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Wednesday, March 18, 2015

Thrown to the Lions

What do you fear most about speaking before a group? (Serendipity Bible Fourth 
Edition, page 1562).

Let us think of the ways that one can have fear when speaking before a group:

  • Fear that one will become tongue-tied and forgetful of what one wants to say
  • Fear that one will show nervousness and unease (for example shaking or perspiring)
  • Fear that one will be misunderstood
  • Fear of categorical prejudice in the group – racial, age, gender, religion, class, etc.
  • Fear that one will reveal serious ignorance upon a subject or significant displays of misinformation
  • Fear arising when one does not have sufficient understanding of the group and its characteristics
  • Fear of some greater perhaps external threat impinging upon the entire situation (perhaps a smell of something burning in the building)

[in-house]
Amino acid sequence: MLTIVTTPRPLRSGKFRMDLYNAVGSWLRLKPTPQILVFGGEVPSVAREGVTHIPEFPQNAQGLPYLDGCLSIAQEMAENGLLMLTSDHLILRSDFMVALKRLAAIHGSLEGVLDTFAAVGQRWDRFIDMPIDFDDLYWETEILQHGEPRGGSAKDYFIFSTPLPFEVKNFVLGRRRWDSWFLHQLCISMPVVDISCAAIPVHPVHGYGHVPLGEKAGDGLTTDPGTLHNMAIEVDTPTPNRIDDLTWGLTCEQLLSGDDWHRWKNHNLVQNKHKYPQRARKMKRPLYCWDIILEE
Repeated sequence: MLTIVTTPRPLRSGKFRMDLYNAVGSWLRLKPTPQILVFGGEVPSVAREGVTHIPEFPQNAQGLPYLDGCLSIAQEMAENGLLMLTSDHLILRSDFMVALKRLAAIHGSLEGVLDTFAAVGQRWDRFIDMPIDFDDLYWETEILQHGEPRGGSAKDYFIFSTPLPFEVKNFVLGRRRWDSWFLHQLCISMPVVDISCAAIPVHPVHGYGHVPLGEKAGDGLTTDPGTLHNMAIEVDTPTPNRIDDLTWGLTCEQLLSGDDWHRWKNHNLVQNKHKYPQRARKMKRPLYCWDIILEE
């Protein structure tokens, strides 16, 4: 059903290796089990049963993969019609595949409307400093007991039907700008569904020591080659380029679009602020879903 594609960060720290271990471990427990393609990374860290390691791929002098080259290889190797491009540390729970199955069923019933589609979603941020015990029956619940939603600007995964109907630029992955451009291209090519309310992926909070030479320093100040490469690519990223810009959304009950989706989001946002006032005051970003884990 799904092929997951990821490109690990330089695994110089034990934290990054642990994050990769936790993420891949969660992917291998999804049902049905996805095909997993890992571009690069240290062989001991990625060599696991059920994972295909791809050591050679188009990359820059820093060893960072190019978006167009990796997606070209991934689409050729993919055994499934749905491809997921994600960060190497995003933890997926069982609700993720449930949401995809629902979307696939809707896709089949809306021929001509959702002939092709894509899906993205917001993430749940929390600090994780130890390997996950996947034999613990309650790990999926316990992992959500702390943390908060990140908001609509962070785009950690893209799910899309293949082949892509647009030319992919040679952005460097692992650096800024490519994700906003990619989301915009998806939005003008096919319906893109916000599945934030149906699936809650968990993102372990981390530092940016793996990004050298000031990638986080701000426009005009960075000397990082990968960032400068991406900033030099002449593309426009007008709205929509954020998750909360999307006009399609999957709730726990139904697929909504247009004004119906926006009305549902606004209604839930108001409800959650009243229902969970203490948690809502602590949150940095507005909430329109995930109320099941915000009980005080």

• Fear of disruptive technical difficulties
  • Fear that one is physically or mentally not up to the occasion
  • Fear that the group simply wishes from the outset that you were not there and would just shut up and go away--a cold concertedly tenacious hostility.

Of all the possible fears listed, the fear I dread the most is the last  – a cold concerted and uniform audience hostility. This trumps all other fears because it with starkest simplicity cuts off communication from the speaker or any chance whatever to "win over" or even minimally relate to the audience. The only communication in play is abject audience hostility and its accompanying uncompromising ill-will.

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